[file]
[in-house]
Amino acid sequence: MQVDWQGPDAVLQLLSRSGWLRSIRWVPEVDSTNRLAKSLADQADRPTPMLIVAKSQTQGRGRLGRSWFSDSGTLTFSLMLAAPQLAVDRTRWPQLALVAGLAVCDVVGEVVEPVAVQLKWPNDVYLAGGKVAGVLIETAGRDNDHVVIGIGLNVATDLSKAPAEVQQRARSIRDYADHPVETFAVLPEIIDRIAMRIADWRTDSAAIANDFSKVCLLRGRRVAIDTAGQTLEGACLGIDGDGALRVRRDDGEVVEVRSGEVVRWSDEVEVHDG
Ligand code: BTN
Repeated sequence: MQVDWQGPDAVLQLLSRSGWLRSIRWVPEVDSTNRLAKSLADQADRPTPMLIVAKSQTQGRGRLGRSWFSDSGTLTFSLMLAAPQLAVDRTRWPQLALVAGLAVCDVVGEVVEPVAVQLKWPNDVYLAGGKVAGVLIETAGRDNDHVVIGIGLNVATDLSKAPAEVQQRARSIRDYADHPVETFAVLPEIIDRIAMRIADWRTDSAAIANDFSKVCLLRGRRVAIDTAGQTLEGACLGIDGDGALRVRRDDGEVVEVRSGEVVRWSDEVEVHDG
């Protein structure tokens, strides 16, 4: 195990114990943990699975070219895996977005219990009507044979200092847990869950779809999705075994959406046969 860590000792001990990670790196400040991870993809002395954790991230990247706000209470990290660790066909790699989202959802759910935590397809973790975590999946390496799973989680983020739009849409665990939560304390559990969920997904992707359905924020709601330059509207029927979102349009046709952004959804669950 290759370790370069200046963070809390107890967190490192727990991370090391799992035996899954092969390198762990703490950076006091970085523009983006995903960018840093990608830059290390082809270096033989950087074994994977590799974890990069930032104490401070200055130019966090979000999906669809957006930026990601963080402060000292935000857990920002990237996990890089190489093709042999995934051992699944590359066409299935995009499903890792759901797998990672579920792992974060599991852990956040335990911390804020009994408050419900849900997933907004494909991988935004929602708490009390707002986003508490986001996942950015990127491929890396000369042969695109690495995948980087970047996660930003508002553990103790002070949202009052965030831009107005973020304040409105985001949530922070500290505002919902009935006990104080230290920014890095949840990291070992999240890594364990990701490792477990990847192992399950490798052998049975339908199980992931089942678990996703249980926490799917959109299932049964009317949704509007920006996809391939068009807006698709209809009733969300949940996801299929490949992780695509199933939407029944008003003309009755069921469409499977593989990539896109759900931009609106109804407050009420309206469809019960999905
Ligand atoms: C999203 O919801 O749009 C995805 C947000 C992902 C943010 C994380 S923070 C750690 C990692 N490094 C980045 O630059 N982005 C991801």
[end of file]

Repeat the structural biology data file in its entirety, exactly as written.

[in-house]
Amino acid sequence: MQVDWQGPDAVLQLLSRSGWLRSIRWVPEVDSTNRLAKSLADQADRPTPMLIVAKSQTQGRGRLGRSWFSDSGTLTFSLMLAAPQLAVDRTRWPQLALVAGLAVCDVVGEVVEPVAVQLKWPNDVYLAGGKVAGVLIETAGRDNDHVVIGIGLNVATDLSKAPAEVQQRARSIRDYADHPVETFAVLPEIIDRIAMRIADWRTDSAAIANDFSKVCLLRGRRVAIDTAGQTLEGACLGIDGDGALRVRRDDGEVVEVRSGEVVRWSDEVEVHDG
Ligand code: BTN
Repeated sequence: MQVDWQGPDAVLQLLSRSGWLRSIRWVPEVDSTNRLAKSLADQADRPTPMLIVAKSQTQGRGRLGRSWFSDSGTLTFSLMLAAPQLAVDRTRWPQLALVAGLAVCDVVGEVVEPVAVQLKWPNDVYLAGGKVAGVLIETAGRDNDHVVIGIGLNVATDLSKAPAEVQQRARSIRDYADHPVETFAVLPEIIDRIAMRIADWRTDSAAIANDFSKVCLLRGRRVAIDTAGQTLEGACLGIDGDGALRVRRDDGEVVEVRSGEVVRWSDEVEVHDG
């Protein structure tokens, strides 16, 4: 195990114990943990699975070219895996977005219990009507044979200092847990869950779809999705075994959406046969 860590000792001990990670790196400040991870993809002395954790991230990247706000209470990290660790066909790699989202959802759910935590397809973790975590999946390496799973989680983020739009849409665990939560304390559990969920997904992707359905924020709601330059509207029927979102349009046709952004959804669950 290759370790370069200046963070809390107890967190490192727990991370090391799992035996899954092969390198762990703490950076006091970085523009983006995903960018840093990608830059290390082809270096033989950087074994994977590799974890990069930032104490401070200055130019966090979000999906669809957006930026990601963080402060000292935000857990920002990237996990890089190489093709042999995934051992699944590359066409299935995009499903890792759901797998990672579920792992974060599991852990956040335990911390804020009994408050419900849900997933907004494909991988935004929602708490009390707002986003508490986001996942950015990127491929890396000369042969695109690495995948980087970047996660930003508002553990103790002070949202009052965030831009107005973020304040409105985001949530922070500290505002919902009935006990104080230290920014890095949840990291070992999240890594364990990701490792477990990847192992399950490798052998049975339908199980992931089942678990996703249980926490799917959109299932049964009317949704509007920006996809391939068009807006698709209809009733969300949940996801299929490949992780695509199933939407029944008003003309009755069921469409499977593989990539896109759900931009609106109804407050009420309206469809019960999905
Ligand atoms: C999203 O919801 O749009 C995805 C947000 C992902 C943010 C994380 S923070 C750690 C990692 N490094 C980045 O630059 N982005 C991801």